Leader of nations: Erik de Ridder will lead a simulated chamber of the UN at a major youth summit in the US.
To say that UCT's Erik de Ridder has the world at his feet would hardly be an exaggeration.
After a tough international '“ and open '“ selection process, the final-year engineering student has been appointed as the secretary-general of a simulated chamber of the United Nations (UN) that will participate in the 2012 G8/G20 Youth Summits in Washington DC in June.The annual summit gathers some of the brightest young minds from these countries (plus an international delegation) to craft a vision for addressing key contemporary issues.
The secretary-general role is part of the cluster of international organisations and countries comprising the international delegation, which De Ridder has also been assigned to lead.
"My role is to represent the 173 countries that are not represented in that forum, as well as the mission of the United Nations," he explains.
As the G8 and G20 have historically been criticised for perceived elitism and for excluding the rest of the world from key economic and political decisions, De Ridder will have an important part to play.
Agenda items for the 2012 summit include the future of global governance reform and innovation, universal economic and political accessibility, especially among the youth and promoting peace, and security for a prosperous society.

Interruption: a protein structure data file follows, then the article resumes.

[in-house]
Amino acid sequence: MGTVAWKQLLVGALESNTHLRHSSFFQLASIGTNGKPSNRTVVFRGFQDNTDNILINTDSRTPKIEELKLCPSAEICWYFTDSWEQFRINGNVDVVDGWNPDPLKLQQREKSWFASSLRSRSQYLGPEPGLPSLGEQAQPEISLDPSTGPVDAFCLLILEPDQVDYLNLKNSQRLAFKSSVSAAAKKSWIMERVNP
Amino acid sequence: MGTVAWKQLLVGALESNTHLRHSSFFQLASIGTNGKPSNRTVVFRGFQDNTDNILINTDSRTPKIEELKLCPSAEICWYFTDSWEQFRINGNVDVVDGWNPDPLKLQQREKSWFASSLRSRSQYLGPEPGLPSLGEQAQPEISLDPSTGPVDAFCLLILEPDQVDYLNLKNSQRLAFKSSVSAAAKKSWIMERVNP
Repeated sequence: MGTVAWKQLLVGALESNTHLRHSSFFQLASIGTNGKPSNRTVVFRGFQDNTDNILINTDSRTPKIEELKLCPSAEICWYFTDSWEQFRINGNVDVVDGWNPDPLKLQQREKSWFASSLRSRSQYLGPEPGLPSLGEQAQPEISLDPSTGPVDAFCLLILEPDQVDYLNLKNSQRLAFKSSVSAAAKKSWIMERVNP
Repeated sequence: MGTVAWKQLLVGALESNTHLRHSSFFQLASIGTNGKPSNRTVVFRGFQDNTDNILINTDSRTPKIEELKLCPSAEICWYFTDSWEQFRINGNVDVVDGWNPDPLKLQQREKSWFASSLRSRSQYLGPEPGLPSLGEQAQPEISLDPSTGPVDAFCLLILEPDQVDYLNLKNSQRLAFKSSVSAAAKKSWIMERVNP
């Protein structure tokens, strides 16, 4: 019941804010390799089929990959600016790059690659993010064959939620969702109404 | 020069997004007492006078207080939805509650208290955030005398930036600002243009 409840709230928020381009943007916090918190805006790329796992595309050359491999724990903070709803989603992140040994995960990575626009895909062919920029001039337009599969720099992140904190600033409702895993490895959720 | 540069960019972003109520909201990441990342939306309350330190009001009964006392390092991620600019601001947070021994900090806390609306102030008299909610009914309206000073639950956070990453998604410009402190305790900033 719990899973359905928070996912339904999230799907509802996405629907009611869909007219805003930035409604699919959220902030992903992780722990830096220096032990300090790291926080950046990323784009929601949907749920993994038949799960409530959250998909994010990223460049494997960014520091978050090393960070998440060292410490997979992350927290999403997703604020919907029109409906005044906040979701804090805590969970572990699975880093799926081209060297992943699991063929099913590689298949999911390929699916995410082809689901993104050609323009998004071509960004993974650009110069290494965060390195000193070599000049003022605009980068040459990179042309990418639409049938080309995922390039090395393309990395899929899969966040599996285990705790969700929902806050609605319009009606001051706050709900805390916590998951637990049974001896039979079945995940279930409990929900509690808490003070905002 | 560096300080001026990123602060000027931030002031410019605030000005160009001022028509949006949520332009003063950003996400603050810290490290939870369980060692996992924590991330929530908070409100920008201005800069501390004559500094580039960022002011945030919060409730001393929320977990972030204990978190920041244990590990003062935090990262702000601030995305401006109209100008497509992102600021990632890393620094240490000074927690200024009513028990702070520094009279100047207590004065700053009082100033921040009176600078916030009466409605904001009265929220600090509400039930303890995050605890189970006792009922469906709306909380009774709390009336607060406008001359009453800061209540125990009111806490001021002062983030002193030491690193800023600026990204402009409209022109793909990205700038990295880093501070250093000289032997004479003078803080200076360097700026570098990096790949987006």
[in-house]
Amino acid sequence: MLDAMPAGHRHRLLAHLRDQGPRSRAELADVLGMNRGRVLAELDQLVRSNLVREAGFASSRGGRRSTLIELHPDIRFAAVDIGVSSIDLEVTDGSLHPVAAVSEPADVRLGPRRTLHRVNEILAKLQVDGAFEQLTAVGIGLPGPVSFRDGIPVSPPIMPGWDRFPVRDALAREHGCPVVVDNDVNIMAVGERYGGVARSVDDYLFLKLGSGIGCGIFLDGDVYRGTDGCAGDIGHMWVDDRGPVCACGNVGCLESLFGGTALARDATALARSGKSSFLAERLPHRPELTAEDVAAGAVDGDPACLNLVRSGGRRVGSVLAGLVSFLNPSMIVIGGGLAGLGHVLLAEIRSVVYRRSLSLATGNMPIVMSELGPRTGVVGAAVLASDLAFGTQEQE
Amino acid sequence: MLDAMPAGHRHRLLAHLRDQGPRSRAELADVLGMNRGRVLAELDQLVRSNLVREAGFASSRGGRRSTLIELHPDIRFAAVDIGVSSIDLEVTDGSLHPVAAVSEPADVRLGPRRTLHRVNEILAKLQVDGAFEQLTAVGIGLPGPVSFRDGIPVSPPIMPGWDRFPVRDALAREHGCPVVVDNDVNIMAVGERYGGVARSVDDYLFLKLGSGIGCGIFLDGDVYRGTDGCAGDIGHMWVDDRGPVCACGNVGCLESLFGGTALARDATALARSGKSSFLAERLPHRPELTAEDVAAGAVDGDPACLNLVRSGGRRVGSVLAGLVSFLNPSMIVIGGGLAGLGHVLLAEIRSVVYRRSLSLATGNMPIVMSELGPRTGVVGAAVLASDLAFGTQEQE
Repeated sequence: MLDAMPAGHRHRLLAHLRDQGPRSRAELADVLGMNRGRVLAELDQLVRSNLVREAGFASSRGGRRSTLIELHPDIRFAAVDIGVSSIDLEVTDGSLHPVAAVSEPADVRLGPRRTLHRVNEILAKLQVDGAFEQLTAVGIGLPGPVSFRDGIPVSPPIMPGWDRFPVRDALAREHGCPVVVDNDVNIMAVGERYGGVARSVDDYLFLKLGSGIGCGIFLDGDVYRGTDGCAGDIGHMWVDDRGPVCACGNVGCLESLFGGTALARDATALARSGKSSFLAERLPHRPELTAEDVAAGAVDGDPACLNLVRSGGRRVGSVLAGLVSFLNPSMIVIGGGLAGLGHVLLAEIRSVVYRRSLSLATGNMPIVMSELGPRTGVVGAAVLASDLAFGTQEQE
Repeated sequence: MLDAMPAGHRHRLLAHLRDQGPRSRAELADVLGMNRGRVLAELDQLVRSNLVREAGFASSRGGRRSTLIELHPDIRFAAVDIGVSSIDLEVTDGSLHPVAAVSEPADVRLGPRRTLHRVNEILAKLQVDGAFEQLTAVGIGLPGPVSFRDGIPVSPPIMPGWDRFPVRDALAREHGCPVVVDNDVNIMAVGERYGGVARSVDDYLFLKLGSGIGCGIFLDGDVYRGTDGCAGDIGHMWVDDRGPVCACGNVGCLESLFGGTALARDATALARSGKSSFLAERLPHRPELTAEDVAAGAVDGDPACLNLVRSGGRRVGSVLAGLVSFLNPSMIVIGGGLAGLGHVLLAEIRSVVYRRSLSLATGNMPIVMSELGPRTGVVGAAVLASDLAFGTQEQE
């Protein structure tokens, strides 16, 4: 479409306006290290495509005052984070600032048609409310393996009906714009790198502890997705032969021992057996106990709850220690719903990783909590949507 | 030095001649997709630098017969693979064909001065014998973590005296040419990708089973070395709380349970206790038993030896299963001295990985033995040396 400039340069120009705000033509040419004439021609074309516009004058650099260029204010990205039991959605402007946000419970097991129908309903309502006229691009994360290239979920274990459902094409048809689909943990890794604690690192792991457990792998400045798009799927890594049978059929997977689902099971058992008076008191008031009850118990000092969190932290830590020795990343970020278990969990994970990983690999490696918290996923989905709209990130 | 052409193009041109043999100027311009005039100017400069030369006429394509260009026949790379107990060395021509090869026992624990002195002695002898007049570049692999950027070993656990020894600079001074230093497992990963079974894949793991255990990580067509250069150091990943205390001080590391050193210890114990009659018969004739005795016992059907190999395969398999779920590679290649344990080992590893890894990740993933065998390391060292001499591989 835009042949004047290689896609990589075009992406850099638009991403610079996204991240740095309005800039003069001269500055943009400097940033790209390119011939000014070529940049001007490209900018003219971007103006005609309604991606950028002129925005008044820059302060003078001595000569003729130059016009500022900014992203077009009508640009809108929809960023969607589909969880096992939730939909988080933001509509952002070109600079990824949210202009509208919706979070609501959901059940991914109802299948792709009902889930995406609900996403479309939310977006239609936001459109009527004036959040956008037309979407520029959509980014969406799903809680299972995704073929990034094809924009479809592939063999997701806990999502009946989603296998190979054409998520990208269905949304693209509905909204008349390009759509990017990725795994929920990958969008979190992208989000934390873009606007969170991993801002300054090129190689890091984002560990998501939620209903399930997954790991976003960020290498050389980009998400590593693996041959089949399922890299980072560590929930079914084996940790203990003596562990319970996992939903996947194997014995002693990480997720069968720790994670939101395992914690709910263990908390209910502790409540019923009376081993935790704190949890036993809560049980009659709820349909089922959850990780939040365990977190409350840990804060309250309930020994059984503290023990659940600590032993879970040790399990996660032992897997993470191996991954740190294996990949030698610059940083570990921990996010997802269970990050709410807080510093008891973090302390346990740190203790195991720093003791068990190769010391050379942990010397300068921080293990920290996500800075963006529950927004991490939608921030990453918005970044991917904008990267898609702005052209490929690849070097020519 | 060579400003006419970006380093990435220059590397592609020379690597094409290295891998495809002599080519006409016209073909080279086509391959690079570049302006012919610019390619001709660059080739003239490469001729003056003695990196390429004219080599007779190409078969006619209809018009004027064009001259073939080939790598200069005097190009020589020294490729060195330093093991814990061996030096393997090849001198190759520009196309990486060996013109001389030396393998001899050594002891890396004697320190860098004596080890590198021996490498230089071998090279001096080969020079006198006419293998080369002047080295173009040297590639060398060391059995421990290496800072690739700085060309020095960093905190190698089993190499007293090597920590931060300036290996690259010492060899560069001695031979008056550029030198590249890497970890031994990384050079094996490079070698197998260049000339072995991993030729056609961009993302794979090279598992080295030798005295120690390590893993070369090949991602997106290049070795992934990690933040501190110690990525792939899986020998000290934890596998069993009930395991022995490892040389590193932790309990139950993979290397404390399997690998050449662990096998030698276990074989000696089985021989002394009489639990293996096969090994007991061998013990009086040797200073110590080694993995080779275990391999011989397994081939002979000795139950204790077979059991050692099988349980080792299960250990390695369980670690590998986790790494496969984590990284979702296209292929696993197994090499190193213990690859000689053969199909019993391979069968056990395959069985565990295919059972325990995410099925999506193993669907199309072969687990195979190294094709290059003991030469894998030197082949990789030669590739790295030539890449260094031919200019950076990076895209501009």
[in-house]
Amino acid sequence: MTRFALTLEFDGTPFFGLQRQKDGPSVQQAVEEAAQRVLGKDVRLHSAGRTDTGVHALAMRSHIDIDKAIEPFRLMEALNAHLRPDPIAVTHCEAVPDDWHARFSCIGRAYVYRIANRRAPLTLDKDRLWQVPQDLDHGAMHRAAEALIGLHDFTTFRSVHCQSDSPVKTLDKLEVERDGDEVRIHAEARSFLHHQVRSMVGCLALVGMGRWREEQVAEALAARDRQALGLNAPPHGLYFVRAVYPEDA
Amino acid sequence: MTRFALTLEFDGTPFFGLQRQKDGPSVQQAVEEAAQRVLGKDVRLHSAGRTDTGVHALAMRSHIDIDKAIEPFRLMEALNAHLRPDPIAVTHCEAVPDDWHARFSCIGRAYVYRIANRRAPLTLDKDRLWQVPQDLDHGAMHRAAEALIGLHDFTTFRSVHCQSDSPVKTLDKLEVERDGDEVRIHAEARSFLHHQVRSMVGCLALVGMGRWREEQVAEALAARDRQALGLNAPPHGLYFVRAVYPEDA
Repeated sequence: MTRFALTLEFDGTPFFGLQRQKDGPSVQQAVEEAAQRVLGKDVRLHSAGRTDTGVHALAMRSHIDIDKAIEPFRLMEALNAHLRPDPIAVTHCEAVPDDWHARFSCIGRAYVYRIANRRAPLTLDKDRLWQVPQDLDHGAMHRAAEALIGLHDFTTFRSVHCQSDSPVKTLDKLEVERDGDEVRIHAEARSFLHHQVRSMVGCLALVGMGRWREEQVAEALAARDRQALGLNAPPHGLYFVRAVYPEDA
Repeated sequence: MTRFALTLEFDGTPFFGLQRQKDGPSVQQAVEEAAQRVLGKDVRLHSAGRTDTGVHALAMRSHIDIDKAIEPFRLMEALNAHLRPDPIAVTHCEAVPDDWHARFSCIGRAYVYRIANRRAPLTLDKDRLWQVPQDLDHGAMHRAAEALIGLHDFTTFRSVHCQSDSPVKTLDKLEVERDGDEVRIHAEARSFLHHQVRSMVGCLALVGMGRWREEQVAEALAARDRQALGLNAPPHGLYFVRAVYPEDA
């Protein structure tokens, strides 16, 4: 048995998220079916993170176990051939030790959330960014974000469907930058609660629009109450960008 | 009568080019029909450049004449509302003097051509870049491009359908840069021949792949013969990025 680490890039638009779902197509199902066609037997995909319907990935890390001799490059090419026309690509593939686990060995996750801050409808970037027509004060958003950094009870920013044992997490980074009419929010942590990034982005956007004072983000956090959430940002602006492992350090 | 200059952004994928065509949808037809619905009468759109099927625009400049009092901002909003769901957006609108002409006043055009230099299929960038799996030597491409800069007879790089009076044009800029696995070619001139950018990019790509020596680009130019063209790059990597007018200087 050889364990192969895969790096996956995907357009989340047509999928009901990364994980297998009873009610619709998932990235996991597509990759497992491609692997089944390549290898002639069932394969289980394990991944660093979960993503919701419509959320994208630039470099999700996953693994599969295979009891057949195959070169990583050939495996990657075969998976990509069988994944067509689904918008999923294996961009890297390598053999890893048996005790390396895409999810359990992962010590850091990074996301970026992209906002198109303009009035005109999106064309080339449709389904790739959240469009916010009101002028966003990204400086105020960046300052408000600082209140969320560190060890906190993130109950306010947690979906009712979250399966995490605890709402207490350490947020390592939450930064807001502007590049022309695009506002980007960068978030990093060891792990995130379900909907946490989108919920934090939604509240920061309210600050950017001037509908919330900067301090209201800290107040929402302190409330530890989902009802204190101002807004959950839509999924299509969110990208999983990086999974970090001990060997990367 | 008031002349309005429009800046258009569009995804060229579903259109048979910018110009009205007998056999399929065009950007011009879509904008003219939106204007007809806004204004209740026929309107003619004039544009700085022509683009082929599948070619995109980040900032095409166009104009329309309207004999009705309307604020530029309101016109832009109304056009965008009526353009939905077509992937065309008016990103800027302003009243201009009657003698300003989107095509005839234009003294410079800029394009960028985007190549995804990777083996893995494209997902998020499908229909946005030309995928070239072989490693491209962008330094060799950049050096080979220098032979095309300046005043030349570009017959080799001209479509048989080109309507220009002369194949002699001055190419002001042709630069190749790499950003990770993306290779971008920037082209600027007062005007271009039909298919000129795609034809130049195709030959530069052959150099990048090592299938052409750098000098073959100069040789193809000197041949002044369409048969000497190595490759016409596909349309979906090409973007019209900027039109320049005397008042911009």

"From my side, some of the key issues include the innovation of global governance," he explains, "as well as looking at making these types of informal platforms more representative; so bringing in more countries, not only those that are defined as 'economically significant'."
Also on the table are the eight Millennium Development Goals, which all 193 United Nations member states and other organisations have agreed to achieve by 2015, a date creeping every closer. "The obvious important thing is for us to work on a new compact," says De Ridder.
It's the first time De Ridder has taken part in an event of this scale. He did, however, speak at the Brand Africa Initiative conference in Johannesburg last year, an event that was broadcast to over 40 countries around the world.
The ambitious De Ridder is no stranger to leadership roles, having served on the Students' Representative Council in 2010, and proved his academic credentials by making the Dean's Merit Honours List for three years. Along the way, he has stockpiled a number of top awards, including the GCI Sustainability Award and the UCT Executive Director Student Leadership Award (both in 2010), and the Abe Bailey Travel Bursary last year.
This impressive track record, plus equally impressive showings in the application and interview processes (he competed against hopefuls from 22 different countries), landed de Ridder the prestigious roles at the Washington summit.
He has high hopes that the conference will bear tangible fruit.
"Why I'm particularly excited about this '“ and why I decided to participate '“ is that it's not just a simulation," says the soft-spoken de Ridder. "It's not a model. It follows the same structure, it follows the same processes and has real, consequent outputs that are communicated to all participating governments and international organisations."
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